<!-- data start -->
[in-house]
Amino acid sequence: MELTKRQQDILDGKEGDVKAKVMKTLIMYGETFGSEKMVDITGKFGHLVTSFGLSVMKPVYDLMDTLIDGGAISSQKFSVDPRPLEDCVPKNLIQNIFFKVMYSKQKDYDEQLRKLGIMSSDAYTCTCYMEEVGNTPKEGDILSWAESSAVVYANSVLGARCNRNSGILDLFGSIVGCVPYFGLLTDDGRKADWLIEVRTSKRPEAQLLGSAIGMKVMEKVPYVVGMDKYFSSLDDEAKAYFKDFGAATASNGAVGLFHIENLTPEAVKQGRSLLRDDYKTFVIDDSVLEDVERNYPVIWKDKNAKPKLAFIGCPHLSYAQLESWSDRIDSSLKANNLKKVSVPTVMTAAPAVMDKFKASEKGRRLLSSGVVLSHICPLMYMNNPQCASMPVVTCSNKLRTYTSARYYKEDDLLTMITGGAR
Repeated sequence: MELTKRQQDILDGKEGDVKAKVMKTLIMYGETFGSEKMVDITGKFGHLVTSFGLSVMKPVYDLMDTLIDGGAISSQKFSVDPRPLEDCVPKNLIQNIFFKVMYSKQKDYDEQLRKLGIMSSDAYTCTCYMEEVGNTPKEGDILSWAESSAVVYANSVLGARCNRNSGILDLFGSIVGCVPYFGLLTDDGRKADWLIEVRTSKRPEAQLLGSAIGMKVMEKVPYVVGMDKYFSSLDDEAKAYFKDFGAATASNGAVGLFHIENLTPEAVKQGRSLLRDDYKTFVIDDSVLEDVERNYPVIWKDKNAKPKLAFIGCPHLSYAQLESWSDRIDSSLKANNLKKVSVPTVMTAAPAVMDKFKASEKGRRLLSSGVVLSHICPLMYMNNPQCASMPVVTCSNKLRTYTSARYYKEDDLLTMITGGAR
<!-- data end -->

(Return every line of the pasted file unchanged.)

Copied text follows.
[in-house]
Amino acid sequence: MELTKRQQDILDGKEGDVKAKVMKTLIMYGETFGSEKMVDITGKFGHLVTSFGLSVMKPVYDLMDTLIDGGAISSQKFSVDPRPLEDCVPKNLIQNIFFKVMYSKQKDYDEQLRKLGIMSSDAYTCTCYMEEVGNTPKEGDILSWAESSAVVYANSVLGARCNRNSGILDLFGSIVGCVPYFGLLTDDGRKADWLIEVRTSKRPEAQLLGSAIGMKVMEKVPYVVGMDKYFSSLDDEAKAYFKDFGAATASNGAVGLFHIENLTPEAVKQGRSLLRDDYKTFVIDDSVLEDVERNYPVIWKDKNAKPKLAFIGCPHLSYAQLESWSDRIDSSLKANNLKKVSVPTVMTAAPAVMDKFKASEKGRRLLSSGVVLSHICPLMYMNNPQCASMPVVTCSNKLRTYTSARYYKEDDLLTMITGGAR
Repeated sequence: MELTKRQQDILDGKEGDVKAKVMKTLIMYGETFGSEKMVDITGKFGHLVTSFGLSVMKPVYDLMDTLIDGGAISSQKFSVDPRPLEDCVPKNLIQNIFFKVMYSKQKDYDEQLRKLGIMSSDAYTCTCYMEEVGNTPKEGDILSWAESSAVVYANSVLGARCNRNSGILDLFGSIVGCVPYFGLLTDDGRKADWLIEVRTSKRPEAQLLGSAIGMKVMEKVPYVVGMDKYFSSLDDEAKAYFKDFGAATASNGAVGLFHIENLTPEAVKQGRSLLRDDYKTFVIDDSVLEDVERNYPVIWKDKNAKPKLAFIGCPHLSYAQLESWSDRIDSSLKANNLKKVSVPTVMTAAPAVMDKFKASEKGRRLLSSGVVLSHICPLMYMNNPQCASMPVVTCSNKLRTYTSARYYKEDDLLTMITGGAR